Down the Drain

How to Conserve Resources by Spending Some Quality Time in the Bathroom

The modern bathroom may be convenient, but it’s no friend to the environment. In fact, the toilets, showers, sinks, lights and just about every other fixture found in the typical powder room are little more than drains for untold amounts of water, energy and money. Consider this: In one month a single leaky toilet can waste as much as 750 gallons of water. A bad faucet might squander an additional 300 gallons. Conventional showers account for more than a fifth of all household water use.

What can be done? “If you’re designing a bathroom,” suggests Janet Merinelli, author of Your Natural Home, “make water conservation a priority.” Merinelli says low-flush toilets, low-flow showerheads and faucet aerators should be standard in any environmentally friendly bathroom.

For starters, take a look at your toilet. Federal regulations require modern toilets to function on 1.6 gallons per flush or less. If yours uses more, it’s time for an upgrade. But don’t go out and buy the first low-flush toilet you find. “To go down to 1.6 requires engineering,” says Peter Yost, senior editor at Environmental Building News. “Some manufacturers have done the engineering, but others have not. Some work, some don’t.” You’ll have to do the homework, because a bad performer will leave you holding your nose.

Alternatively, consider installing a waterless composting toilet requiring no sewer hookup, no septic system and no plumbing. A good unit, such as the M3 offered by Clivus Multrum, will reduce your organic “waste” to an odorless nutrient-rich fertilizer suitable for your garden. On paper it looks expensive (up to $6,000), but long-term savings are significant.

The shower’s next on the list. First, keep the water where it belongs with an organically grown hemp shower curtain. Available from Real Goods, the curtain is not dyed or bleached and is naturally mold- and mildew-resistant. The only hitch is the price—$99.95. A tightly woven unbleached cotton curtain, still a significant ecological step above vinyl, can be purchased from fellow retailer Planet Natural for only $31.95.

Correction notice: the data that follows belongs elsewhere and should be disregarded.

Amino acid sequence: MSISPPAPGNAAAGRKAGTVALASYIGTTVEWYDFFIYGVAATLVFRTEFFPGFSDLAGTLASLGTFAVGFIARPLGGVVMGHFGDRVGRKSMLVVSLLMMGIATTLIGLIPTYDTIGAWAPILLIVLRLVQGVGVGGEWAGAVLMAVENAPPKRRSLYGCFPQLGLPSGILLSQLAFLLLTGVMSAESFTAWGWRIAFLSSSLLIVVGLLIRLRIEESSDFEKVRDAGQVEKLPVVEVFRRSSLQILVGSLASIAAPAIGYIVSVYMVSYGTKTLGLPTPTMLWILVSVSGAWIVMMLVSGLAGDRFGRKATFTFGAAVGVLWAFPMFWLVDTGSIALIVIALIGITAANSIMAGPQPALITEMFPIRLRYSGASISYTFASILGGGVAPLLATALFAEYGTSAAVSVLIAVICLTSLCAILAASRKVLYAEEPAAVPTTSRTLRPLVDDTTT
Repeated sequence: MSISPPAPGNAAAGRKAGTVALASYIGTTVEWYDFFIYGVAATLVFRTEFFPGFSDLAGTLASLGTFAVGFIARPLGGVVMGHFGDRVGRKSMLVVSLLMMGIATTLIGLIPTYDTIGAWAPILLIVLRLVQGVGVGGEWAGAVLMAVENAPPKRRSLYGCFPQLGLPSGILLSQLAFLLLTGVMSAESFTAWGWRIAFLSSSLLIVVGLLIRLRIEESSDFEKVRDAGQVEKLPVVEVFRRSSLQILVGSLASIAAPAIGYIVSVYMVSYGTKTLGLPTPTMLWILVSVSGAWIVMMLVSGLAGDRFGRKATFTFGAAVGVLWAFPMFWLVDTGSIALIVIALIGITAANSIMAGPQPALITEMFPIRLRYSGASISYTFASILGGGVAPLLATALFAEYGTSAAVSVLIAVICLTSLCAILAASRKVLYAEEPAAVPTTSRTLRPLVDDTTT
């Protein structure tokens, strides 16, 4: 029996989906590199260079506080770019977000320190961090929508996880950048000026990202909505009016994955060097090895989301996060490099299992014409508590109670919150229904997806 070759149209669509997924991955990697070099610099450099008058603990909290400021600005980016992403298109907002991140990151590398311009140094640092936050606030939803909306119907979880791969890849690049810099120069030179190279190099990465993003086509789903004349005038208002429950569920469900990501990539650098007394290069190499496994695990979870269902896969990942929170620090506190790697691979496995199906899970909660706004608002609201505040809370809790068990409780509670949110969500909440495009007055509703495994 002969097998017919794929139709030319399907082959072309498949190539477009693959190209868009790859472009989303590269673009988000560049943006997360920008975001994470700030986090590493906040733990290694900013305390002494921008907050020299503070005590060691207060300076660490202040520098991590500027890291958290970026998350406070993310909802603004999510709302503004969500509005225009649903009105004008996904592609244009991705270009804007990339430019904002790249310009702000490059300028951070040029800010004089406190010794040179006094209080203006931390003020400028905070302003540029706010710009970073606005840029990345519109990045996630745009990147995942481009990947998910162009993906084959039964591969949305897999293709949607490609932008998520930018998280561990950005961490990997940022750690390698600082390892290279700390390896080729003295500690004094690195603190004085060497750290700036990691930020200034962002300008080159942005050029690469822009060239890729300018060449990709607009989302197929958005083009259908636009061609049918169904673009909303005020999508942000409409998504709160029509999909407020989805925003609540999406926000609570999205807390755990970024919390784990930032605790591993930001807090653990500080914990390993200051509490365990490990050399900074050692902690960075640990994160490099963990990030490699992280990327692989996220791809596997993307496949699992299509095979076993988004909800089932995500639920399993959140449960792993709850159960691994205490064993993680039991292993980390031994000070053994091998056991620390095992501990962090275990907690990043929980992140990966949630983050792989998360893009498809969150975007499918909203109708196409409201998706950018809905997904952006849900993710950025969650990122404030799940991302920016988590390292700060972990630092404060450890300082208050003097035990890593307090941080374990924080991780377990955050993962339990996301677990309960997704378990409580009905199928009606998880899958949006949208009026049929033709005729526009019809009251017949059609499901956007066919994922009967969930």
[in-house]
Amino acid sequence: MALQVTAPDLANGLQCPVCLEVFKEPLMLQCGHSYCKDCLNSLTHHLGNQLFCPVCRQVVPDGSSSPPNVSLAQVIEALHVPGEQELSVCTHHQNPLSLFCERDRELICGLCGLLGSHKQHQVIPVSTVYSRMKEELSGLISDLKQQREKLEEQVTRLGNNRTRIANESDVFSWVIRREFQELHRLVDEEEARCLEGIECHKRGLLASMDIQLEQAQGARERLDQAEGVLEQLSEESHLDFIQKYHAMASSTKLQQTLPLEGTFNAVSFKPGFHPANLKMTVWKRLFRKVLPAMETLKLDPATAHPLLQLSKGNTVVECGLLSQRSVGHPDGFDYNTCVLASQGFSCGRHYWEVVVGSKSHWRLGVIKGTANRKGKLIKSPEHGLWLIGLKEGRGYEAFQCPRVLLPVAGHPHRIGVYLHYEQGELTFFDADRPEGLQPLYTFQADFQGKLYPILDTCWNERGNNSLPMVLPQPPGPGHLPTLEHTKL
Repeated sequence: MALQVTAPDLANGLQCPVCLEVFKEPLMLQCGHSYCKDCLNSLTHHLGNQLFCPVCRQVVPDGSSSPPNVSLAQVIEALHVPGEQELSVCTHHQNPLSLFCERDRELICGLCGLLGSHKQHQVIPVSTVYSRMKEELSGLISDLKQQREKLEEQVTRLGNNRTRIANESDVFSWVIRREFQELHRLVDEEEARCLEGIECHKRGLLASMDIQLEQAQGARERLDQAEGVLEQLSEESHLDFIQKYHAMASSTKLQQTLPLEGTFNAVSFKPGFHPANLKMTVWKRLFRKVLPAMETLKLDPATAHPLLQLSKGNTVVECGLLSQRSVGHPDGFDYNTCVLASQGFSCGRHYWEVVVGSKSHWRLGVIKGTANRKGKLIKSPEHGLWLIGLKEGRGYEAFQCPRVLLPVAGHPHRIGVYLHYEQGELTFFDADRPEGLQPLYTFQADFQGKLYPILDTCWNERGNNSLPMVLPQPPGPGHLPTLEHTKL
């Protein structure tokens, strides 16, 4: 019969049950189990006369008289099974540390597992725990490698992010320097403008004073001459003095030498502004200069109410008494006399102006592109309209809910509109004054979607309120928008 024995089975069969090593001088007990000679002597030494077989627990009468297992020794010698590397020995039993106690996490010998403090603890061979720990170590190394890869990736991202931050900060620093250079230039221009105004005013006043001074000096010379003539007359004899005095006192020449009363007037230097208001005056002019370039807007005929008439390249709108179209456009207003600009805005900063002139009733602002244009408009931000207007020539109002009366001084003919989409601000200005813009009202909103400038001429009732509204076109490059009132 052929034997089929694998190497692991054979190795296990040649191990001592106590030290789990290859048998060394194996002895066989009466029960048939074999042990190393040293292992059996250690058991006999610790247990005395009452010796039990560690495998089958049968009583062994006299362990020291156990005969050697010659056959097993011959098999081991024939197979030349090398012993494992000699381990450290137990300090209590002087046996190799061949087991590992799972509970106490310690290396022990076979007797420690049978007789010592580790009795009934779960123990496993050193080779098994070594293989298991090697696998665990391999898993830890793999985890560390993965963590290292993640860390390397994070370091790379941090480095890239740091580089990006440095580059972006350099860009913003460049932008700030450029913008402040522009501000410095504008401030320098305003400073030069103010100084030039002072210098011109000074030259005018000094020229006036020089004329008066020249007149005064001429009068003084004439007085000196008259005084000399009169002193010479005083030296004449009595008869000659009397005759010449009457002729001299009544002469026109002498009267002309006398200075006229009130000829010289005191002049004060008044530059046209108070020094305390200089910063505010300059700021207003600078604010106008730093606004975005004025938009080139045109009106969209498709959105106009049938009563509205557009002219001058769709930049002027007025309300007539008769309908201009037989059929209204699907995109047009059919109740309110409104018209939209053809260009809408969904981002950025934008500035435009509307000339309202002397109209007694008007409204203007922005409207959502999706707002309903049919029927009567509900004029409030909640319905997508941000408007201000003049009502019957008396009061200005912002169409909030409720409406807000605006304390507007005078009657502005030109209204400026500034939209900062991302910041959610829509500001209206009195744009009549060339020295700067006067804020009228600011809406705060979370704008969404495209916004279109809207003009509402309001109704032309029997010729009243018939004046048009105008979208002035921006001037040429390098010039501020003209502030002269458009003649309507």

Showerheads once spouted anywhere from six to eight gallons of water every minute—but today there are many models that work fine on much less. Energy Technology Laboratories’ Universal Spa ($24.95), for example, contains a device that intensifies water delivery at pressures as low as three pounds per square inch. The result? An excellent shower requiring as little as 1.4 gallons of water per minute.

An even quicker fix for both shower and sink can be accomplished by installing inexpensive faucet aerators, available at local hardware stores. Aerators add air to the water to provide the same pressure with less flow, and often include a switch that adjusts flow from full-power to a mere trickle while maintaining the already established hot-cold mix.

Of course, as the water pours, it’s a good idea to keep tabs on what’s in it. A person takes in more chlorine during a 15-minutes shower than by drinking eight glasses of water a day. Remove over 90 percent of the chemical with a filter from Real Goods ($49.95); the low-flow showerhead and on-off switch will save enough energy to pay for itself in six months.

For the sink, try a faucet filtration system like the one available from Planet Natural ($111.95), guaranteed to remove lead, pesticides and other contaminants. To soften water, the chemical- and salt-free Aqua-Tron sold by Energy Efficient Environments ($299) uses an induction field, which also removes mineral build-up and extends appliance life.

And what about lighting? Environmental Lighting Concepts’ 17-watt TrueColor bulbs ($99 for three) reproduce the full color spectrum of natural daylight indoors, are glare-free, as bright as standard 75-watt incandescents and last 10,000 hours or more. “People were made to be outside,” says company spokesperson Sue Baker. “This is the light we’re supposed to have.”

Finally, consider the floor, walls and cabinets. Look to durable, eco-friendly materials like recycled-content ceramic tiles, natural paints and cabinets made from sustainably harvested or recycled woods (Portland, Oregon’s Neil Kelly designs some of the best). The bathroom, after all, deserves nothing less.

Chris Hayhurst is a Colorado-based freelance writer.

The bathroom is often a center of energy waste, but it can be greened.